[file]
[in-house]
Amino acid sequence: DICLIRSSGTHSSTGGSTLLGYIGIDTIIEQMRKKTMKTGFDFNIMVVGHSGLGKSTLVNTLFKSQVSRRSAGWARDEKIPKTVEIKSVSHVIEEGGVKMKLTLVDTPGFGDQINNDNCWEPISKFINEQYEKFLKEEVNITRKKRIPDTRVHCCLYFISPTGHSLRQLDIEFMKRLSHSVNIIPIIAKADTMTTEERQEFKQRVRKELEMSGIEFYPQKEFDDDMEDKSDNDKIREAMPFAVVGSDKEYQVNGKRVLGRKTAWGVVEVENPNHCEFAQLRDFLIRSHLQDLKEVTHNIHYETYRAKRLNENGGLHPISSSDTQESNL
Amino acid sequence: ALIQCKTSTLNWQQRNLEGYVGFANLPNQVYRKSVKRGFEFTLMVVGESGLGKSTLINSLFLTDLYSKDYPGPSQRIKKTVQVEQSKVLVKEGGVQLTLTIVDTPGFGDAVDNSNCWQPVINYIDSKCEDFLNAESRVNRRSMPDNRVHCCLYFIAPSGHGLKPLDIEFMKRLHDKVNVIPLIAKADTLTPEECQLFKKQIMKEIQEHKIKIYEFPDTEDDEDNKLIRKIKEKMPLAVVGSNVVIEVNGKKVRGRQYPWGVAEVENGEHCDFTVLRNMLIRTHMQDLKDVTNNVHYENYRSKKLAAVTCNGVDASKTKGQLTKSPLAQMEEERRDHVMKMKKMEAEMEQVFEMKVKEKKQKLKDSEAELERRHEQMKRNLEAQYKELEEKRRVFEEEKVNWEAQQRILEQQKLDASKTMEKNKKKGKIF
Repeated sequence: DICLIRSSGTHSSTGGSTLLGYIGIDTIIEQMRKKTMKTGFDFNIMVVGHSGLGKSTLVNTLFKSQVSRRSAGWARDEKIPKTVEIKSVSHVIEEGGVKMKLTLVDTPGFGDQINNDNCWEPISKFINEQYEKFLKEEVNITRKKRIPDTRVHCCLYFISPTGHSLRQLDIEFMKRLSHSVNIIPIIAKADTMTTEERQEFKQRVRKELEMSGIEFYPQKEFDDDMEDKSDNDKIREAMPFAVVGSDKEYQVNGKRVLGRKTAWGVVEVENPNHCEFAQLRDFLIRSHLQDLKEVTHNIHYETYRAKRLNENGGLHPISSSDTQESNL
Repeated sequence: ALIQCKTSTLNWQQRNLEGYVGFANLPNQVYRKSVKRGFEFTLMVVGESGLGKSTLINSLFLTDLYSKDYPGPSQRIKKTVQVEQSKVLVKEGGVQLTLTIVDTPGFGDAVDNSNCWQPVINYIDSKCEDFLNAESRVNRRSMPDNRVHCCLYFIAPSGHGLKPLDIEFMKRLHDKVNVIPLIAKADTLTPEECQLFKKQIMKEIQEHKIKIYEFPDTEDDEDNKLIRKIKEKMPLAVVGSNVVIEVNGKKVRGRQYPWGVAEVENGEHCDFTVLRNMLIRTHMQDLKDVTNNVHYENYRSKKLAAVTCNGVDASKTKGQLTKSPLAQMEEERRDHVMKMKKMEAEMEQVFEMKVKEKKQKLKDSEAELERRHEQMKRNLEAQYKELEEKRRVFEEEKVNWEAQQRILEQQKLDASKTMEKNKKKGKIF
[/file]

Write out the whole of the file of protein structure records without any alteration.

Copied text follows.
[in-house]
Amino acid sequence: DICLIRSSGTHSSTGGSTLLGYIGIDTIIEQMRKKTMKTGFDFNIMVVGHSGLGKSTLVNTLFKSQVSRRSAGWARDEKIPKTVEIKSVSHVIEEGGVKMKLTLVDTPGFGDQINNDNCWEPISKFINEQYEKFLKEEVNITRKKRIPDTRVHCCLYFISPTGHSLRQLDIEFMKRLSHSVNIIPIIAKADTMTTEERQEFKQRVRKELEMSGIEFYPQKEFDDDMEDKSDNDKIREAMPFAVVGSDKEYQVNGKRVLGRKTAWGVVEVENPNHCEFAQLRDFLIRSHLQDLKEVTHNIHYETYRAKRLNENGGLHPISSSDTQESNL
Amino acid sequence: ALIQCKTSTLNWQQRNLEGYVGFANLPNQVYRKSVKRGFEFTLMVVGESGLGKSTLINSLFLTDLYSKDYPGPSQRIKKTVQVEQSKVLVKEGGVQLTLTIVDTPGFGDAVDNSNCWQPVINYIDSKCEDFLNAESRVNRRSMPDNRVHCCLYFIAPSGHGLKPLDIEFMKRLHDKVNVIPLIAKADTLTPEECQLFKKQIMKEIQEHKIKIYEFPDTEDDEDNKLIRKIKEKMPLAVVGSNVVIEVNGKKVRGRQYPWGVAEVENGEHCDFTVLRNMLIRTHMQDLKDVTNNVHYENYRSKKLAAVTCNGVDASKTKGQLTKSPLAQMEEERRDHVMKMKKMEAEMEQVFEMKVKEKKQKLKDSEAELERRHEQMKRNLEAQYKELEEKRRVFEEEKVNWEAQQRILEQQKLDASKTMEKNKKKGKIF
Repeated sequence: DICLIRSSGTHSSTGGSTLLGYIGIDTIIEQMRKKTMKTGFDFNIMVVGHSGLGKSTLVNTLFKSQVSRRSAGWARDEKIPKTVEIKSVSHVIEEGGVKMKLTLVDTPGFGDQINNDNCWEPISKFINEQYEKFLKEEVNITRKKRIPDTRVHCCLYFISPTGHSLRQLDIEFMKRLSHSVNIIPIIAKADTMTTEERQEFKQRVRKELEMSGIEFYPQKEFDDDMEDKSDNDKIREAMPFAVVGSDKEYQVNGKRVLGRKTAWGVVEVENPNHCEFAQLRDFLIRSHLQDLKEVTHNIHYETYRAKRLNENGGLHPISSSDTQESNL
Repeated sequence: ALIQCKTSTLNWQQRNLEGYVGFANLPNQVYRKSVKRGFEFTLMVVGESGLGKSTLINSLFLTDLYSKDYPGPSQRIKKTVQVEQSKVLVKEGGVQLTLTIVDTPGFGDAVDNSNCWQPVINYIDSKCEDFLNAESRVNRRSMPDNRVHCCLYFIAPSGHGLKPLDIEFMKRLHDKVNVIPLIAKADTLTPEECQLFKKQIMKEIQEHKIKIYEFPDTEDDEDNKLIRKIKEKMPLAVVGSNVVIEVNGKKVRGRQYPWGVAEVENGEHCDFTVLRNMLIRTHMQDLKDVTNNVHYENYRSKKLAAVTCNGVDASKTKGQLTKSPLAQMEEERRDHVMKMKKMEAEMEQVFEMKVKEKKQKLKDSEAELERRHEQMKRNLEAQYKELEEKRRVFEEEKVNWEAQQRILEQQKLDASKTMEKNKKKGKIF